PENTAGON officials said yesterday that the American crew of a US-flagged cargo ship had retaken control from Somali pirates who hijacked the vessel far off the Horn of Africa.
The officials spoke on condition of anonymity because information was still preliminary. But they said the hijacked crew had apparently contacted the private company that operates the ship.
At a noon news conference, Maersk Line head, John Reinhart, said the company was working to contact families of the crew.
“Speculation is a dangerous thing when you’re in a fluid environment. I will not confirm that the crew has overtaken this ship,” he said.
A US official said the crew had retaken control and had one pirate in custody.
“The crew is back in control of the ship,” a US official said at midday. “It’s reported that one pirate is on board under crew control — the other three were trying to flee,” the official said. The status of the other pirates was unknown, but they were reported to “be in the water”.
Another US official, citing a readout from an interagency conference call, said: “Multiple reliable sources are now reporting that the Maersk Alabama is now under control of the US crew. The crew reportedly has one pirate in custody. The status of others is unclear, they are believed to be in the water.”
The ship was carrying emergency relief to Mombasa, Kenya, when it was hijacked, said Peter Beck-Bang, spokesman for the Copenhagen-based container shipping group A.P. Moller-Maersk.
It was the sixth vessel seized within a week, a rise that analysts attribute to a new strategy by Somali pirates who are operating far from the warships patrolling the Gulf of Aden.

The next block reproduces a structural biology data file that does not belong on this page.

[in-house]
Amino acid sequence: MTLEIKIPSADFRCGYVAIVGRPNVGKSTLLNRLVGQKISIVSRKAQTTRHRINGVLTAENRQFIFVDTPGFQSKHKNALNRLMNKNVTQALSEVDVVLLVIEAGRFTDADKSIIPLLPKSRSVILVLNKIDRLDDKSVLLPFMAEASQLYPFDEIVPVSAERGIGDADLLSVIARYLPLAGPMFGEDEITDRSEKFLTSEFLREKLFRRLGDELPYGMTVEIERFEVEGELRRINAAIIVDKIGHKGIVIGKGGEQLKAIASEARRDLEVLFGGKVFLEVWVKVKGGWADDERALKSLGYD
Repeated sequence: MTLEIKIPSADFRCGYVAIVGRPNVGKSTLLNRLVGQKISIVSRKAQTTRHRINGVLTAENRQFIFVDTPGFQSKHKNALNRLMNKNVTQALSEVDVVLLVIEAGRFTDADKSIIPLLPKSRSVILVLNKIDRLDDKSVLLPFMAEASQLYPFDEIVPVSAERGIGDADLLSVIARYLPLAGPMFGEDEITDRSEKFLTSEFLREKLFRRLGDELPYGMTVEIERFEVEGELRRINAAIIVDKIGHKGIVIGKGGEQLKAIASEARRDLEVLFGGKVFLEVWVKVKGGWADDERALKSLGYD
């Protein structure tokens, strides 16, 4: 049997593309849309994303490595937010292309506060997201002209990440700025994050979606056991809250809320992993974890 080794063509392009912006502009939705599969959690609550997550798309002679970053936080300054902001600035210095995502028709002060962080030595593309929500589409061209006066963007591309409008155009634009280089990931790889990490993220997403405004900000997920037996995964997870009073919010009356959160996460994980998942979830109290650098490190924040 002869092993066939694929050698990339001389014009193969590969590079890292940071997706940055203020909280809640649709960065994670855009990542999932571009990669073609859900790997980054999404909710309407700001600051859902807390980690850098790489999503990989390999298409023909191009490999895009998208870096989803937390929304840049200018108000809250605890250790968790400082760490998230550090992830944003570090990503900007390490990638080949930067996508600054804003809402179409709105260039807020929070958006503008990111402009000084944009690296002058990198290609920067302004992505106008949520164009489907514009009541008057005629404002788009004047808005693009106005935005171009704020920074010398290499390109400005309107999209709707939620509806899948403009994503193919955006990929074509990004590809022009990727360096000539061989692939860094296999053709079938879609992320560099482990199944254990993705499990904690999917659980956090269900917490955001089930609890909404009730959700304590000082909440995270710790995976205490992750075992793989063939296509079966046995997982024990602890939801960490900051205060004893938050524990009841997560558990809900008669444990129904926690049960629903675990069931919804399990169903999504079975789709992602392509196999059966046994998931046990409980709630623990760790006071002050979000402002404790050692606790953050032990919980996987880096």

Cmdr Jane Campbell, a spokeswoman for the US Navy’s Bahrain-based 5th Fleet, said that it was the first pirate attack “involving US nationals and a US-flagged vessel in recent memory.”
She did not give an exact timeframe.
The top two commanders of the ship graduated from the Massachusetts Maritime Academy, the Cape Cod Times reported yesterday.
Andrea Phillips, the wife of Capt Richard Phillips of Underhill, Vermont, said her husband has sailed in those waters “for quite some time” and a hijacking was perhaps “inevitable”.
The Cape Cod Times reported his second-in-command, Capt Shane Murphy, was also among the 20 Americans aboard the Maersk Alabama.
Capt Joseph Murphy, a professor at the Massachusetts Maritime Academy, says his son is a 2001 graduate who recently talked to a class about the dangers of pirates.
The International Maritime Bureau says 260 crew on 14 hijacked ships are being held off the coast of Somalia, including the Maersk Alabama and its crew of 20 US nationals.
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